Pretty hot stuff, huh!?
Bits of it are already getting done. In 2019, we completed a UI overhaul of Plasma and many apps’ configuration windows to use the Form Layout style and a sidebar UI redesign, both of which have been quite well received. And there’s a new SimpleMenu based on VDG mockups in the works, which we hope to replace Kickoff as the default.
I don’t know if everything here will get implemented, but I expect us to push forward with a lot of it!
Better wallpapers in the extra wallpapers repo
A lot of the wallpapers in the plasma-workspace-wallpapers repo (which is optional but installed by default in many KDE distros including Neon, Kubuntu, and Manjaro) are a bit long in the tooth. Thankfully, we have a patch queued up and ready to go that will replace them with modern, beautiful, 4K wallpapers. Unfortunately this patch is blocked by the lack of a wallpaper cache, which means if we replace a wallpaper that someone is currently using, they’ll see a black screen after they upgrade. Not very nice. We’d like to cache the current wallpaper so that this doesn’t happen. I’m hoping we land the cache feature early in 2020 so that the next Plasma release after it can get the improved wallpaper selection.
These features are less likely (bordering on unlikely), but could get in with enough development work!
Per-screen scale factors on X11
There’s a patch implementing this feature that has been rejected thus far because it was not technically correct with the way Qt handled scaling at the time. However Qt 5.14 implements some backend changes that would appear to make this possible. I can’t promise anything but I plan to investigate this to see if it’s something we can do once Plasma depends on Qt 5.14, or if it’s feasible to add the feature earlier than that with a bunch of ifdefconditionals in the code to only turn it on for people using Qt 5.14.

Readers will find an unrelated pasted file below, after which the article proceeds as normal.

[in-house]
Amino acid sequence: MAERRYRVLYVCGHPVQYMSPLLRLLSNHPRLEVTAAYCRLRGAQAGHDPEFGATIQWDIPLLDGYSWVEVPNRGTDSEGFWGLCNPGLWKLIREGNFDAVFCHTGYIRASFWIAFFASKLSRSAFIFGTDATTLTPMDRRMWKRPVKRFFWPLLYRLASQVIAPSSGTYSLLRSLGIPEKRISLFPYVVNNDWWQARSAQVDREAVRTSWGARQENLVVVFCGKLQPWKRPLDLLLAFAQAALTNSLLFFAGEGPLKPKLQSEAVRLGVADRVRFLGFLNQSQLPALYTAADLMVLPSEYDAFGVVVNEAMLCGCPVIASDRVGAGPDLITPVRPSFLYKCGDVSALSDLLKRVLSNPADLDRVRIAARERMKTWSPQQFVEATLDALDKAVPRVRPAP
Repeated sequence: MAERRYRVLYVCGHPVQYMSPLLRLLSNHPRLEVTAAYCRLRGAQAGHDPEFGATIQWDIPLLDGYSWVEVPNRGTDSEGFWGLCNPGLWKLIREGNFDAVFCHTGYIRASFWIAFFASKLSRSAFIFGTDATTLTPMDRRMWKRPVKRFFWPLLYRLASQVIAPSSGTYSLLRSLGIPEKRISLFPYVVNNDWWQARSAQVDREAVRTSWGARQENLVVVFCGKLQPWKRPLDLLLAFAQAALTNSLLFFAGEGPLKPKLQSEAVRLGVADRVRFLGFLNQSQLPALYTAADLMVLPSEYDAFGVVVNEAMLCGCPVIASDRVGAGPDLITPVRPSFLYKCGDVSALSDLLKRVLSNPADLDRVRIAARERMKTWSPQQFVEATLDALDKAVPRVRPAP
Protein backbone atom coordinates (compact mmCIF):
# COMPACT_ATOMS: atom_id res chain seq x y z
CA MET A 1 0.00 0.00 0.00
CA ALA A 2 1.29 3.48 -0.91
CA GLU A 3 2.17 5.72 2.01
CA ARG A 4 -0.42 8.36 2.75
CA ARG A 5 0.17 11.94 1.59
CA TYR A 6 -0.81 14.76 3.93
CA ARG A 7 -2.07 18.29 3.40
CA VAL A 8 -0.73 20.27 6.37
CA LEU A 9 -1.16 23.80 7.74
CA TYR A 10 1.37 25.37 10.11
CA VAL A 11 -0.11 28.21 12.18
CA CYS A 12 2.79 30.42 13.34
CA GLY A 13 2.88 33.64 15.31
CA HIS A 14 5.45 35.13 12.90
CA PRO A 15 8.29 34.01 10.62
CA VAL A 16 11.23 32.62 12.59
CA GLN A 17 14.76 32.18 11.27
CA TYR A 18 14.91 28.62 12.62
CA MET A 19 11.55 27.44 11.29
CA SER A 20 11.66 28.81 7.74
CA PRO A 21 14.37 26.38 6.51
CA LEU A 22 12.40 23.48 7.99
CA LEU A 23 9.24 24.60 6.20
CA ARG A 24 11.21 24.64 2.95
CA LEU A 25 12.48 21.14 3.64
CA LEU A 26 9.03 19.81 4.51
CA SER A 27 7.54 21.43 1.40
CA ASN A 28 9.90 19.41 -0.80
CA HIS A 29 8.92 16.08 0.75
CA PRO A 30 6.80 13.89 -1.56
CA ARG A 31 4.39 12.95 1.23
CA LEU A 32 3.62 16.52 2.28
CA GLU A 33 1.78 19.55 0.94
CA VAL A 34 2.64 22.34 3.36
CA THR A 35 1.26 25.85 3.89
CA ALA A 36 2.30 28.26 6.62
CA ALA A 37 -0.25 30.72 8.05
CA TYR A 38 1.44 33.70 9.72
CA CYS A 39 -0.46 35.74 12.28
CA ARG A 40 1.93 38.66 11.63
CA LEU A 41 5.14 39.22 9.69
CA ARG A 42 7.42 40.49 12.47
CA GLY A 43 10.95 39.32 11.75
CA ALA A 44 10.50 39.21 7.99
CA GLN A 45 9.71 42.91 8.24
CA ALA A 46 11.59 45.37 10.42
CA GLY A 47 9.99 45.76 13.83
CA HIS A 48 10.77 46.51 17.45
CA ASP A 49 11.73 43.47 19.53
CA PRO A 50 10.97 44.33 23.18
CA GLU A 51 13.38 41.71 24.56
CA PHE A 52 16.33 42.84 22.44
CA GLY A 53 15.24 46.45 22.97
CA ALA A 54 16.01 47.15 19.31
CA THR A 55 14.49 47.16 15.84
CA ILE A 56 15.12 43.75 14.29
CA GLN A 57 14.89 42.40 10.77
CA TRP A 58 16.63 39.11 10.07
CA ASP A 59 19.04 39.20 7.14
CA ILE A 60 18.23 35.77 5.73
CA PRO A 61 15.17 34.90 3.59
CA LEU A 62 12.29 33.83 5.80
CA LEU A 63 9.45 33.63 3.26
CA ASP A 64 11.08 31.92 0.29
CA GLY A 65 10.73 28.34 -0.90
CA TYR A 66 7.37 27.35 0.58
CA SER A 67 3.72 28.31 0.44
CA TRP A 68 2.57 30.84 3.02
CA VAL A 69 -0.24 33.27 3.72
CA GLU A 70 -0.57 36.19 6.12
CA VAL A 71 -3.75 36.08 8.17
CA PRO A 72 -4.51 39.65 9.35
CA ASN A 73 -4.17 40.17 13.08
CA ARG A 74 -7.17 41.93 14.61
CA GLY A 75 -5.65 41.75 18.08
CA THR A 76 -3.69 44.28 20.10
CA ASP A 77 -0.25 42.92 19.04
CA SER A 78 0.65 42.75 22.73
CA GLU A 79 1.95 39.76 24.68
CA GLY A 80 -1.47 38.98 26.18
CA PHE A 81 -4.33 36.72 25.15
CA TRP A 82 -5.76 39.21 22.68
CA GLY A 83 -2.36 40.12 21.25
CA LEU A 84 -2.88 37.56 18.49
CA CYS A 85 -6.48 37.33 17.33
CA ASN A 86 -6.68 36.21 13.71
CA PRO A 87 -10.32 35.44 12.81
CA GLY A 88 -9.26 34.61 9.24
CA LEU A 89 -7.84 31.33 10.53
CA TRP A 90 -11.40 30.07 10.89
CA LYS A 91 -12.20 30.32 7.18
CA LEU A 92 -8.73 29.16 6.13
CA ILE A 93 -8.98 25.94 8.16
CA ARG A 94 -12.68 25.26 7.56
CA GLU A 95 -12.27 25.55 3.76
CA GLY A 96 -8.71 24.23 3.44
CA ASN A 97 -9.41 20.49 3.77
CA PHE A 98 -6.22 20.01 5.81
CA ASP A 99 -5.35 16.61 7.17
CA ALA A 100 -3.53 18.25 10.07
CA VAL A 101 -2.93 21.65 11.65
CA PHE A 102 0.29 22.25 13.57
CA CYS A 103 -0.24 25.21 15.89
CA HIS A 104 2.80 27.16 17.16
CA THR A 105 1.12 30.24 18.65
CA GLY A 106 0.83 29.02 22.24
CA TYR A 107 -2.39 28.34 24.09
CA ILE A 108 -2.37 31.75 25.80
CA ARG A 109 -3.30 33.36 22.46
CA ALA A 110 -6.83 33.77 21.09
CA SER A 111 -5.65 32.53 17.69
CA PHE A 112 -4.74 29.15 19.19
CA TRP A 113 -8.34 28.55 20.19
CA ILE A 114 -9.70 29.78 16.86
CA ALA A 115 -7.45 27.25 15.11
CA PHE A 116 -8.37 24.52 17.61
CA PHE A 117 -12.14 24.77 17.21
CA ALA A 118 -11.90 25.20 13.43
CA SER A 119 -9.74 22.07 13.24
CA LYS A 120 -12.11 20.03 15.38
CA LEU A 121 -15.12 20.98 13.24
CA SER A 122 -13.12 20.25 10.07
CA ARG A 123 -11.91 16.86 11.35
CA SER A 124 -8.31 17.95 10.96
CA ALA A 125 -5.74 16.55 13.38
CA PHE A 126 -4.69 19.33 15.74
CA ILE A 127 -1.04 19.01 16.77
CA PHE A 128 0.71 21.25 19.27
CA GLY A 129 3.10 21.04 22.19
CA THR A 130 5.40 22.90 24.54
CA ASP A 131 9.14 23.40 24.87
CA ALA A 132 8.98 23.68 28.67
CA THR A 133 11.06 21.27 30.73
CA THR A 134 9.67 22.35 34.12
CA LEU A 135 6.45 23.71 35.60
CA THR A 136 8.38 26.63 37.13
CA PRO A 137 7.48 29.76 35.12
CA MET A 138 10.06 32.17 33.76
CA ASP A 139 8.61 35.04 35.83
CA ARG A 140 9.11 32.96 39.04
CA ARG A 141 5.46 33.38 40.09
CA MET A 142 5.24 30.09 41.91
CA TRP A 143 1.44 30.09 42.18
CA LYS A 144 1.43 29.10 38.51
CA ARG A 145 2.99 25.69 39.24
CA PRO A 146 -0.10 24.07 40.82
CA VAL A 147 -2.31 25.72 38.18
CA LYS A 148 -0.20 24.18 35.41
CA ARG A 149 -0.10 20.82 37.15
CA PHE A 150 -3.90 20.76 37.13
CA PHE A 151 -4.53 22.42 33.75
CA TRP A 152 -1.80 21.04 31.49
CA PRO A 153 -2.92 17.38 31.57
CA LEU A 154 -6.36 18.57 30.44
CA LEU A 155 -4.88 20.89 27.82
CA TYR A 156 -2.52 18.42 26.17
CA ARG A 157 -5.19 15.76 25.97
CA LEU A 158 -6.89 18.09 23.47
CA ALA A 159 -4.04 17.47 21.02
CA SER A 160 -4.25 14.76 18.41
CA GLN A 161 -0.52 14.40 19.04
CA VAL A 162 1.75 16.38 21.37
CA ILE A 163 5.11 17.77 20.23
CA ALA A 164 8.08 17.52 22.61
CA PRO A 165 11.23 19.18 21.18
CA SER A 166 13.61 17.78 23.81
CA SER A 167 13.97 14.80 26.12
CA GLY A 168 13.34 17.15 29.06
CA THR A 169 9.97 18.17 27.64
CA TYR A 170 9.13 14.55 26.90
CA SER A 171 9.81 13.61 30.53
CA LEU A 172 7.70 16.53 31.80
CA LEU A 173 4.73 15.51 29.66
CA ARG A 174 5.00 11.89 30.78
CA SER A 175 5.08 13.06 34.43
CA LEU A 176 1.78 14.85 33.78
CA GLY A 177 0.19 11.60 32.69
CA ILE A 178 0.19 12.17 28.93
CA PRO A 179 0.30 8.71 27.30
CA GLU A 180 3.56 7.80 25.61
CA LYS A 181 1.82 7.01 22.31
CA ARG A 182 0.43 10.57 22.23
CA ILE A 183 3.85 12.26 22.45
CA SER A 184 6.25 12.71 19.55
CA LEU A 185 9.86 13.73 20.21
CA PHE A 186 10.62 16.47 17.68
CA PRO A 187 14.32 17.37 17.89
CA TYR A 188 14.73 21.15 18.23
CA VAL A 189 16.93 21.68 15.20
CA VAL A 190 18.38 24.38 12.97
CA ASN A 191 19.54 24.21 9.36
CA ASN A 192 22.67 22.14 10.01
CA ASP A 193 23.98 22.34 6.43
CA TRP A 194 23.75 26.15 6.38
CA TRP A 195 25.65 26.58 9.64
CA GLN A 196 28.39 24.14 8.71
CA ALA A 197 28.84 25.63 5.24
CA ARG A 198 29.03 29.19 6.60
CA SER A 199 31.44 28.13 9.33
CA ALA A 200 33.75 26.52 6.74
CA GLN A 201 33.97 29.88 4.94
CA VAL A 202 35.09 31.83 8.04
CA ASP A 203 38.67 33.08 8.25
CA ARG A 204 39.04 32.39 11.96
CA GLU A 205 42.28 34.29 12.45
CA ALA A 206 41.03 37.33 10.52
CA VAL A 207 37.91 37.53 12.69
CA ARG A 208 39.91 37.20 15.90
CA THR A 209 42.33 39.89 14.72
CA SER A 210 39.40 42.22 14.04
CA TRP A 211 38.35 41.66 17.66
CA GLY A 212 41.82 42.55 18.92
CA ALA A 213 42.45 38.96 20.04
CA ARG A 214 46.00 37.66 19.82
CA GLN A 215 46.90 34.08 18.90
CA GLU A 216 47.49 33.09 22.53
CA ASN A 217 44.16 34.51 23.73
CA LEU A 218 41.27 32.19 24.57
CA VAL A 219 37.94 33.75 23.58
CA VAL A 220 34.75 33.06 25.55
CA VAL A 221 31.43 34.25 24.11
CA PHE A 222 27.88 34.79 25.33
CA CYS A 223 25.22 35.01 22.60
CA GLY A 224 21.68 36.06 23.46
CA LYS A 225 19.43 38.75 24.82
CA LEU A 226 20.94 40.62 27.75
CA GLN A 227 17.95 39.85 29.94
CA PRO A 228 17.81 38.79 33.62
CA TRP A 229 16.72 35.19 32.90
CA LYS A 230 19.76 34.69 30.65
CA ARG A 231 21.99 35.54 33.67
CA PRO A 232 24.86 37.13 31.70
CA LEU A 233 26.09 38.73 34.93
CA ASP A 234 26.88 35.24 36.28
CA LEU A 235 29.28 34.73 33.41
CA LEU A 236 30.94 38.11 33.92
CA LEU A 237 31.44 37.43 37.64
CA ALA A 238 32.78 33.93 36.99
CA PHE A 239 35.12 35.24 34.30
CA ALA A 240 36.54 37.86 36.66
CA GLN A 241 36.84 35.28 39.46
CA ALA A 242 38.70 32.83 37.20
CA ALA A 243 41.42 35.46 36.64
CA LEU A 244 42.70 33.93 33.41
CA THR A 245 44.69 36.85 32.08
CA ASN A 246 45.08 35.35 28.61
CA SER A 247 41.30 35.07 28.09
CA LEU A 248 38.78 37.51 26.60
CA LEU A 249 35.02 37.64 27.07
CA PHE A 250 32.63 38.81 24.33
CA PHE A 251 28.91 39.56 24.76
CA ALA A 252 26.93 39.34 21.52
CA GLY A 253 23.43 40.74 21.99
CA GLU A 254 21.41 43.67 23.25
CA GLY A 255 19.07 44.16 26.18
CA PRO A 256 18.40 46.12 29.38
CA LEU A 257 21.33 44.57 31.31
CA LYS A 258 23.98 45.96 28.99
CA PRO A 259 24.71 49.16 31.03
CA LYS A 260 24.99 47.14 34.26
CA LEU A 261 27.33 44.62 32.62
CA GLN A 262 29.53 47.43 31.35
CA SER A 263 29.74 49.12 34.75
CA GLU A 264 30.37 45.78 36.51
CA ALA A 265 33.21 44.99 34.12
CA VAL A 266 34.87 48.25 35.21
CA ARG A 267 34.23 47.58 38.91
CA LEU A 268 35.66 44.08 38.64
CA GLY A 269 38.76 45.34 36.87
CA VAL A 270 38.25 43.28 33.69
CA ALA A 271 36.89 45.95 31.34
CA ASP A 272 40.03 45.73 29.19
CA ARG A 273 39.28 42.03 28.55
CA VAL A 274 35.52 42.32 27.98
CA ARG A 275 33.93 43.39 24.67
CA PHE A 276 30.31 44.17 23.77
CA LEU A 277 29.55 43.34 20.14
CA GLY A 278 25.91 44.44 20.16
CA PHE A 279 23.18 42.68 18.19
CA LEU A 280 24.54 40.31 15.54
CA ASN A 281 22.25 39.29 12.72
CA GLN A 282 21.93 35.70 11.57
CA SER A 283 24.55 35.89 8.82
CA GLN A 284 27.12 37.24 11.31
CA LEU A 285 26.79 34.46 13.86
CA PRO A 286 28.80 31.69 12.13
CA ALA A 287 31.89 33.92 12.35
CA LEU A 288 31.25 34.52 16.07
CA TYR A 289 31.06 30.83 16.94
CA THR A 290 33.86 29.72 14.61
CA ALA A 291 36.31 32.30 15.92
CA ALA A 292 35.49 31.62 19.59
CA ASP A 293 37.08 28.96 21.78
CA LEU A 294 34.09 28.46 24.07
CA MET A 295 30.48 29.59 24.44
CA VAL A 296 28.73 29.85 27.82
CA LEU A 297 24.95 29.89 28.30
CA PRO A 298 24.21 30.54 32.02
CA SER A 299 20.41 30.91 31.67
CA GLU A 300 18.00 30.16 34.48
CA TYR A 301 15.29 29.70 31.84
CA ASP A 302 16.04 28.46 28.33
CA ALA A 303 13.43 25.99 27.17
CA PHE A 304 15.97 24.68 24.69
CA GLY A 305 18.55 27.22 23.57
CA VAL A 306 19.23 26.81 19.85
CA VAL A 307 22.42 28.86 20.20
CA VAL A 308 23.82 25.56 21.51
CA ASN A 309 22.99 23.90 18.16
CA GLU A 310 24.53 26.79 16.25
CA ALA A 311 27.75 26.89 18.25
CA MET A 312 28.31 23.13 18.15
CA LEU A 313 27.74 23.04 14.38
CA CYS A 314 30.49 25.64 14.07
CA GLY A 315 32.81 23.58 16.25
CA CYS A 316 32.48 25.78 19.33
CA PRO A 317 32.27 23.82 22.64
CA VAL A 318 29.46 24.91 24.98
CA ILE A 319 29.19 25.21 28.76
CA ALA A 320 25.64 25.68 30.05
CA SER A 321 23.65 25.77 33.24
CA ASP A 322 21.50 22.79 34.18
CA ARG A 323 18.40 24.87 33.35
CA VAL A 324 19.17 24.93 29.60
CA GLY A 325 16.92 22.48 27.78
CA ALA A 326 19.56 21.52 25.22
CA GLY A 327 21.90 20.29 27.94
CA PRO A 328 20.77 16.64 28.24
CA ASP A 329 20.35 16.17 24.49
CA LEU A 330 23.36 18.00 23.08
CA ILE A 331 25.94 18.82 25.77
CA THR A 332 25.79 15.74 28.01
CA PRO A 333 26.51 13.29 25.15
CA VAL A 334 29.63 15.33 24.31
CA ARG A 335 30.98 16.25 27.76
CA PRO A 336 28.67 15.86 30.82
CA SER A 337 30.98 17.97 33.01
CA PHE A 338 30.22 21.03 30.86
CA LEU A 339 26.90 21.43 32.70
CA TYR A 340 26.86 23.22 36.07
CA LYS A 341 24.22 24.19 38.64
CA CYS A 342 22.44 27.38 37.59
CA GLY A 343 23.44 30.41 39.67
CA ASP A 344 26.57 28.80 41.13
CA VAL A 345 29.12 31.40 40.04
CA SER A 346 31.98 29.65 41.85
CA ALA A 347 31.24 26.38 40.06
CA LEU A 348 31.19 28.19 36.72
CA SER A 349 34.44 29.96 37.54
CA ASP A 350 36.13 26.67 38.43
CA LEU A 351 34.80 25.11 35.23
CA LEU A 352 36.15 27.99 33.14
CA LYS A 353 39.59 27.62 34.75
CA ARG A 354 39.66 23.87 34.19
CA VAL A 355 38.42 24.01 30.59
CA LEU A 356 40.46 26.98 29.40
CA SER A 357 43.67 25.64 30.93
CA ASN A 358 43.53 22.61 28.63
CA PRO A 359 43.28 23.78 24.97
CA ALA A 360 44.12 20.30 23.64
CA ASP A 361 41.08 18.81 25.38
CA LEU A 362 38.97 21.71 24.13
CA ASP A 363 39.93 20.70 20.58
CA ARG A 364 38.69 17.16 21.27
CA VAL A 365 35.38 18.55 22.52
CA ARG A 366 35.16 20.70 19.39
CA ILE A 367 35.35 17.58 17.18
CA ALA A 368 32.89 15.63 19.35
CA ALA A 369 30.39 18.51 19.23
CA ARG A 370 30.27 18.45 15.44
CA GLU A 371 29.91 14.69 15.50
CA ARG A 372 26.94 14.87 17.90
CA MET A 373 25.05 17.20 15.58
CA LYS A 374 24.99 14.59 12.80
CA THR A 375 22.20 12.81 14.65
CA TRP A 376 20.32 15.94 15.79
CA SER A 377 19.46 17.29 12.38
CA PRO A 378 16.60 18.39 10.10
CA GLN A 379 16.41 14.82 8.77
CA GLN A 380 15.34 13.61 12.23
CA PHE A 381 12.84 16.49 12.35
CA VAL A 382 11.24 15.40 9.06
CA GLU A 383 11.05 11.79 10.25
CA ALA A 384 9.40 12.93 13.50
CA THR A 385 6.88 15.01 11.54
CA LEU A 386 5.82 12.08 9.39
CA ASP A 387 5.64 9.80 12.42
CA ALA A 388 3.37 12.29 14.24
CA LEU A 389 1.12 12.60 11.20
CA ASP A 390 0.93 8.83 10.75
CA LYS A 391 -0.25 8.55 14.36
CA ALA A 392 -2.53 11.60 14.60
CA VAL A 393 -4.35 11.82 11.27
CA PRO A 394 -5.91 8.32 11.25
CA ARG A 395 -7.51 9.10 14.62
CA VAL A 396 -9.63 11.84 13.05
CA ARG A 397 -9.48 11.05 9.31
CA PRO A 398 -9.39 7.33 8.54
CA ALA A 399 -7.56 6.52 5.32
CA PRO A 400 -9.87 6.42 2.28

Inertial scrolling throughout Plasma and QML apps
In theory, this is easy-ish. In practice, there are a lot of moving parts. Preliminary work began a few weeks ago, but there’s a lot to do before we can make it all work. It’s on the workboard though!
Power/session controls on the lock screen
This is something needed for Plasma Mobile, and all the Plasma developers agree that it’s fine to have on the desktop too. Development has not yet started, but it might!
What do you think? Seems like a bunch of worthwhile stuff, right? I see these features and improvements as critical for my ultimate goal of making Plasma and KDE apps irresistible for hardware vendors to ship by default (most of them at least; better wallpapers are nice but not critical). I want to make our offerings so good, and for KDE in general to be such a good upstream, that companies trip over each other to put Plasma and KDE apps on their devices! I think ultimately that’s the best way to get our software in front of more users.
If this sounds exciting to you, please feel free to help out–especially for items in the “Likely” and “Moonshot” lists, which are less certain to happen without help. You can help out by testing patches, implementing mockups, hacking on the new features, etc. For more information, visit https://community.kde.org/Get_Involved. It’ll be interesting to check back at the end of 2020 to see how many of these projects have been completed. With your help… hopefully all of them!